Using biodiversity data to identify and protect vulnerable marine ecosystems around the South Orkney Islands
- Start date
- 27 March, 2017
- End date
- 26 May, 2017
In this collaboration with the Natural History Museum (NHM) and the University of Liverpool, we have developed novel methods for using existing data to contribute to marine conservation and fisheries management. This will have immediate application in the South Orkney Islands region, but the approaches we develop will also have broader relevance across the Southern Ocean, and for deep sea fisheries elsewhere in the world.
During a research cruise (the SO-AntEco voyage) we collected data on the distribution and composition of benthic communities both inside and outside the South Orkney Islands Marine Protected Area (MPA), using a range of sampling gear and underwater camera and video systems. The aim of the voyage was to improve understanding of species diversity, assemblage composition, abundance and habitat zonation along the shelf break of the South Orkney Islands, and to ascertain whether there are characteristic indicator species prevalent in each proxy habitat identified in geomorphic classifications. This will contribute directly to the work of the Commission for the Conservation of Antarctic Marine Living Resources (CCAMLR). Information from the cruise provides an important basis for the development of scientific advice to inform the 2019 review of the MPA by CCAMLR.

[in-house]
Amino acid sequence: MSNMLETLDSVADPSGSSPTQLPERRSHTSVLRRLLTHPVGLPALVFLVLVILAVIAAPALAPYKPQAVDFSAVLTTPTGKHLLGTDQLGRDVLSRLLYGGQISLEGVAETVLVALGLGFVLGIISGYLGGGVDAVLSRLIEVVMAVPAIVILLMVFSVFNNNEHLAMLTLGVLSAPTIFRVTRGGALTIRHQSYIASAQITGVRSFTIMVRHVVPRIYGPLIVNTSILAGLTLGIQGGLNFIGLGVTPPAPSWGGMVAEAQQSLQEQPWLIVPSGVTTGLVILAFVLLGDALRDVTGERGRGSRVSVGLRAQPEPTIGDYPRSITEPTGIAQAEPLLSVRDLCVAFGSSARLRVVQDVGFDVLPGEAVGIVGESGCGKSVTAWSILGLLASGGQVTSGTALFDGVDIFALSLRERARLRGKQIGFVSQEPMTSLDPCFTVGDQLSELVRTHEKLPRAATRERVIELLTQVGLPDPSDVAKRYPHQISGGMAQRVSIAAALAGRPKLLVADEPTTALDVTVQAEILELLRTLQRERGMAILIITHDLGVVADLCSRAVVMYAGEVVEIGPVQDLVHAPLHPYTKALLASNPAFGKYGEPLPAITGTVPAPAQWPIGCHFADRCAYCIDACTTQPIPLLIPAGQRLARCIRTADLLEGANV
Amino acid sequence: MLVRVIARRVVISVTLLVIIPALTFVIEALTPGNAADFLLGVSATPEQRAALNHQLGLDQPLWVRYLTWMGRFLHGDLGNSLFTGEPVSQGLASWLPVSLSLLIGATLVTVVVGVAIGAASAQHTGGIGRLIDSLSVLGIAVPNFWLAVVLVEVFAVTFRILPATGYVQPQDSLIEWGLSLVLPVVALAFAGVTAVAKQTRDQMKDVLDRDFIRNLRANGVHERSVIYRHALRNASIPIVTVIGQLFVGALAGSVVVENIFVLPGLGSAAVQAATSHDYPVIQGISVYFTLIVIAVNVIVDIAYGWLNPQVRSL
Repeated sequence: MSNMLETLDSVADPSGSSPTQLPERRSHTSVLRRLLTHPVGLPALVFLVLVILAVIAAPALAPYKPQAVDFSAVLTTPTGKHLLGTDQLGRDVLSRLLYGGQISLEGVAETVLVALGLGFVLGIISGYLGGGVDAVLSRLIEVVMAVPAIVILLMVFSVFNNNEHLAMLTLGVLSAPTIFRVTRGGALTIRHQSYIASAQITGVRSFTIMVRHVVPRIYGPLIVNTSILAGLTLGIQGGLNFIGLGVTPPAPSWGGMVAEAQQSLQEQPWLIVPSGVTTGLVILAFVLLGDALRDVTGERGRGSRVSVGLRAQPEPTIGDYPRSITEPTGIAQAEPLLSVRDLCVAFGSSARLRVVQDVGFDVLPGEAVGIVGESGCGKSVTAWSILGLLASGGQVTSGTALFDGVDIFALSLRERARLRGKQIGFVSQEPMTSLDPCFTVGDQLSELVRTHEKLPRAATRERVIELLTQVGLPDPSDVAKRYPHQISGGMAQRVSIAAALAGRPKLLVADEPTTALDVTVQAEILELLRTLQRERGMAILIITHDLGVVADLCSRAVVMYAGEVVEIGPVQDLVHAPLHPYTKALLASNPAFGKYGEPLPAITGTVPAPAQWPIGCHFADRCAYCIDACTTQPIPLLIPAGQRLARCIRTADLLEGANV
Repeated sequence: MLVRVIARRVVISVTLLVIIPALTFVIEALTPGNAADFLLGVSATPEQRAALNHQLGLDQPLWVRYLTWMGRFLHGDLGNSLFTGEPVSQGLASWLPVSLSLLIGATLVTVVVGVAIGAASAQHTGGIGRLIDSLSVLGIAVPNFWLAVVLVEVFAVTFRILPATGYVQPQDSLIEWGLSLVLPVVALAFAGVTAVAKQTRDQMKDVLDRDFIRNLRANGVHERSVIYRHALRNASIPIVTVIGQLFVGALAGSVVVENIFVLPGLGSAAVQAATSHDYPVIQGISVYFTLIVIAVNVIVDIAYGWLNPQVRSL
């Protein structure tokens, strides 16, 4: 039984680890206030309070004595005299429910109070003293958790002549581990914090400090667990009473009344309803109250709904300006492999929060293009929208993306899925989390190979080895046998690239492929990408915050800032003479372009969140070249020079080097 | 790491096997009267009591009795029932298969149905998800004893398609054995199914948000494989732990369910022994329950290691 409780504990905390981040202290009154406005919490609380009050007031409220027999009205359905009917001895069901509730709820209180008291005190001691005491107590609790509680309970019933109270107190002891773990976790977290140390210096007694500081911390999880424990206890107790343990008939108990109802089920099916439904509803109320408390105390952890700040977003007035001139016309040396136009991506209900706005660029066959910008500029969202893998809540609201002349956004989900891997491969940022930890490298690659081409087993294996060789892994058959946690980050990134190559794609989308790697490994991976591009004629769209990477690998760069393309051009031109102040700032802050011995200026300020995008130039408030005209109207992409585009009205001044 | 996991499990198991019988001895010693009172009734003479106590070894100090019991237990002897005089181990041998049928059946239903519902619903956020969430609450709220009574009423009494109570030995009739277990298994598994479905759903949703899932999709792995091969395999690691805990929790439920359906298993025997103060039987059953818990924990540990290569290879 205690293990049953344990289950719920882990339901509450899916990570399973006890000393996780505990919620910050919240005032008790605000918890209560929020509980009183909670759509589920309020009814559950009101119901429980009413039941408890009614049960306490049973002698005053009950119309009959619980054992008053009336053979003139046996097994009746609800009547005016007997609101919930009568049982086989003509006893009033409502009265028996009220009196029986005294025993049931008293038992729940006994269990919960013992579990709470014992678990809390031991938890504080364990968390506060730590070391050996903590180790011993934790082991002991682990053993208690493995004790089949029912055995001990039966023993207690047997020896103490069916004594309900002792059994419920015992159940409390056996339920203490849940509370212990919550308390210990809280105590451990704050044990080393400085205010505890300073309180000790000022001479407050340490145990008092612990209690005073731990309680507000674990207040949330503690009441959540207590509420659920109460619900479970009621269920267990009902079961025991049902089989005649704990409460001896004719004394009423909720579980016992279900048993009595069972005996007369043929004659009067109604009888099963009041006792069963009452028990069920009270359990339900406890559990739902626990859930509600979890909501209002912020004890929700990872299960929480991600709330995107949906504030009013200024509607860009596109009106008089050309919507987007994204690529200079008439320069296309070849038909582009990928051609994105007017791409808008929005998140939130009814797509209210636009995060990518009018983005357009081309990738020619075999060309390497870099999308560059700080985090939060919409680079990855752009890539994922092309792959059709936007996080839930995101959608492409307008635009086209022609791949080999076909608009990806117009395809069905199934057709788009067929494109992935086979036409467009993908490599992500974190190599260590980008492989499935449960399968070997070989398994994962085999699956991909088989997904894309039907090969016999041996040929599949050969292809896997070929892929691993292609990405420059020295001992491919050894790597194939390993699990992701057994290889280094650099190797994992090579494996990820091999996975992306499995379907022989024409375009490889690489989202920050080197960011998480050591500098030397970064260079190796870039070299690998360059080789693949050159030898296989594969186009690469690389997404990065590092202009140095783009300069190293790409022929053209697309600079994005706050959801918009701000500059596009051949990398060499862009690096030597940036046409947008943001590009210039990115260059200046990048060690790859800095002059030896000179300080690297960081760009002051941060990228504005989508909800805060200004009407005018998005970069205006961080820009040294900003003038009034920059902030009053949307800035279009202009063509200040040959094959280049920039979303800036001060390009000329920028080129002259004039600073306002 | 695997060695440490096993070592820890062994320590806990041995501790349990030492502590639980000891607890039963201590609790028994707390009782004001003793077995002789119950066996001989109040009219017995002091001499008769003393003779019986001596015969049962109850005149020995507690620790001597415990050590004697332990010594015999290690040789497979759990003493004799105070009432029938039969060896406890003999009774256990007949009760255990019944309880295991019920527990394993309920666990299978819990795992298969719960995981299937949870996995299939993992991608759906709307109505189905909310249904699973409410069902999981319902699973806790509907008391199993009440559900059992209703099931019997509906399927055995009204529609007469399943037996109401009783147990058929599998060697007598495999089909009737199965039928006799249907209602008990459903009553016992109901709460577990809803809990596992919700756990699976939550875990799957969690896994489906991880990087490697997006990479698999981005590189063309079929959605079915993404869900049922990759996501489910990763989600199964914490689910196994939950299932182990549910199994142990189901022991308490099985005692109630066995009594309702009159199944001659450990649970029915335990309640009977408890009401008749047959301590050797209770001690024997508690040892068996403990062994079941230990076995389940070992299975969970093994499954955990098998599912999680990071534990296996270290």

The work was undertaken by Maddie Brasier, a PhD student (NHM and University of Liverpool) and SO-AntEco cruise participant, during a short (3-month) contract at BAS and was funded by a BAS Collaboration Voucher.
This project addresses the BAS Grand Challenge of People and the poles, specifically managing natural resources from the polar regions, and further expands the substantial body of BAS work with policy impact in marine conservation and fisheries management.
Assign database records as VME (Vulnerable Marine Ecosystem) taxa, and quantify samples obtained during the SO-AntEco cruise.
Produce a summary of species and habitat types recorded at each sampling location.
Analyse the Shallow Underwater Camera System (SUCS) photo transects to quantify numbers, biomass and diversity of species at each location.
Produce data reports for submission to CCAMLR Working Group meeting in July 2017, and for use in the 2019 CCAMLR review of the South Orkney Islands MPA
Maddeleine Brasier – University of Liverpool, Natural History Museum London and National Oceanography Centre